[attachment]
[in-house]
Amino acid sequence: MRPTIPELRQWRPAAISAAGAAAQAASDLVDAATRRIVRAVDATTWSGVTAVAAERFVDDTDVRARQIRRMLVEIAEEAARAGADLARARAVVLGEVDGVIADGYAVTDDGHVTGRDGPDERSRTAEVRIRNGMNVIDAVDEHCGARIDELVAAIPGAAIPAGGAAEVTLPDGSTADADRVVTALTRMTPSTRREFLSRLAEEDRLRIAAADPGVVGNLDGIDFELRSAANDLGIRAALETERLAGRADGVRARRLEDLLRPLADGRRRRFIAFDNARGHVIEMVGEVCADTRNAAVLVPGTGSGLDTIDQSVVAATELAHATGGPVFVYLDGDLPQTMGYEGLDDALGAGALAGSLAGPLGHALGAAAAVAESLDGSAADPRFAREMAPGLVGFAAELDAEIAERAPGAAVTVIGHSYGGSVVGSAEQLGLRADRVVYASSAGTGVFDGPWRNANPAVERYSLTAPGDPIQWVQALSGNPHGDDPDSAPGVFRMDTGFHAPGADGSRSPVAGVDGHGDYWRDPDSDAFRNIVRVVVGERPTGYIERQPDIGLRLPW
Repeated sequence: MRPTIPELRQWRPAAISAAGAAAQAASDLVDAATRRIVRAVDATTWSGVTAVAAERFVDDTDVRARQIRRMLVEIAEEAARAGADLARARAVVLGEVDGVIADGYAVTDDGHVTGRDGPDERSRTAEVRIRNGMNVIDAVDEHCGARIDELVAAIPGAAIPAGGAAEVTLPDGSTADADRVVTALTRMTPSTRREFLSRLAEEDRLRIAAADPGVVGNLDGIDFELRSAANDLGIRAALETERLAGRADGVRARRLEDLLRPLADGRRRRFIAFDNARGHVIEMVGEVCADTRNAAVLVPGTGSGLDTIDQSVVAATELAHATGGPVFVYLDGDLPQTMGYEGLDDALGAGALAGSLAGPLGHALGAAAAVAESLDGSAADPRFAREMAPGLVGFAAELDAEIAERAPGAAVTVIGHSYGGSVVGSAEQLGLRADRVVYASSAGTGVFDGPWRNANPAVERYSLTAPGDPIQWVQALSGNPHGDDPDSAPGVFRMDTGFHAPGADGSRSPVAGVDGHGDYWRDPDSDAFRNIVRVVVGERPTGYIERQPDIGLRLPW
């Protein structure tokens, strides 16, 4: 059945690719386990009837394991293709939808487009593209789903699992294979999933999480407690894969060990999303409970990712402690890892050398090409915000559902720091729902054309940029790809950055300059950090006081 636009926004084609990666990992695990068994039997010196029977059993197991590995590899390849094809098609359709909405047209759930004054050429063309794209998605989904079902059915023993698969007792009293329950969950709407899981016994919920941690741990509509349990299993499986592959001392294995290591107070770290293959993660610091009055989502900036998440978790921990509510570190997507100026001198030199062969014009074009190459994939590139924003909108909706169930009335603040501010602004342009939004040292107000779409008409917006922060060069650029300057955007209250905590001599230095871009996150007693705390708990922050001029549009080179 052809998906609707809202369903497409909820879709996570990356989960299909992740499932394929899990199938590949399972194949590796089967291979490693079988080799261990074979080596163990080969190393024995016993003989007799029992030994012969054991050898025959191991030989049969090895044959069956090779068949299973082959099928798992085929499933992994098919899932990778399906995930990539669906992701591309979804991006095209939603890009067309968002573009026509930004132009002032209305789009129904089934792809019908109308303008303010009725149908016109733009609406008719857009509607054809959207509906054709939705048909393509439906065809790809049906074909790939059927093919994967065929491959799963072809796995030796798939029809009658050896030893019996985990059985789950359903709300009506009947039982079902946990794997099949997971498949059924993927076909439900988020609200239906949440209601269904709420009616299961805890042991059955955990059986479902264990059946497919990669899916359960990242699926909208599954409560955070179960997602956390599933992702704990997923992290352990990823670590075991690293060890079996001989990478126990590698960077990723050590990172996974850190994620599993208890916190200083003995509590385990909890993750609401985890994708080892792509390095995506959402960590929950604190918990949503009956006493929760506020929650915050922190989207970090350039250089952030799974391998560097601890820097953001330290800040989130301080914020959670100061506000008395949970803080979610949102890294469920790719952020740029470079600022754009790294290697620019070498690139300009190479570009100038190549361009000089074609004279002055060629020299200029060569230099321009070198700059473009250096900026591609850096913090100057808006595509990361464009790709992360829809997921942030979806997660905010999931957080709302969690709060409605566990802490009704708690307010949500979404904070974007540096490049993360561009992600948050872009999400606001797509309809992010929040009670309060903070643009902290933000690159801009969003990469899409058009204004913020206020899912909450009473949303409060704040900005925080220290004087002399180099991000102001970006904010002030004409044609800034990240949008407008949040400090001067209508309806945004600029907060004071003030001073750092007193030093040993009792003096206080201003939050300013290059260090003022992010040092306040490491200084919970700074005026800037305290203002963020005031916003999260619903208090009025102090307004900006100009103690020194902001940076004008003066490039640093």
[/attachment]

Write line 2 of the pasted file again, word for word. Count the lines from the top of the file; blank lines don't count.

Amino acid sequence: MRPTIPELRQWRPAAISAAGAAAQAASDLVDAATRRIVRAVDATTWSGVTAVAAERFVDDTDVRARQIRRMLVEIAEEAARAGADLARARAVVLGEVDGVIADGYAVTDDGHVTGRDGPDERSRTAEVRIRNGMNVIDAVDEHCGARIDELVAAIPGAAIPAGGAAEVTLPDGSTADADRVVTALTRMTPSTRREFLSRLAEEDRLRIAAADPGVVGNLDGIDFELRSAANDLGIRAALETERLAGRADGVRARRLEDLLRPLADGRRRRFIAFDNARGHVIEMVGEVCADTRNAAVLVPGTGSGLDTIDQSVVAATELAHATGGPVFVYLDGDLPQTMGYEGLDDALGAGALAGSLAGPLGHALGAAAAVAESLDGSAADPRFAREMAPGLVGFAAELDAEIAERAPGAAVTVIGHSYGGSVVGSAEQLGLRADRVVYASSAGTGVFDGPWRNANPAVERYSLTAPGDPIQWVQALSGNPHGDDPDSAPGVFRMDTGFHAPGADGSRSPVAGVDGHGDYWRDPDSDAFRNIVRVVVGERPTGYIERQPDIGLRLPW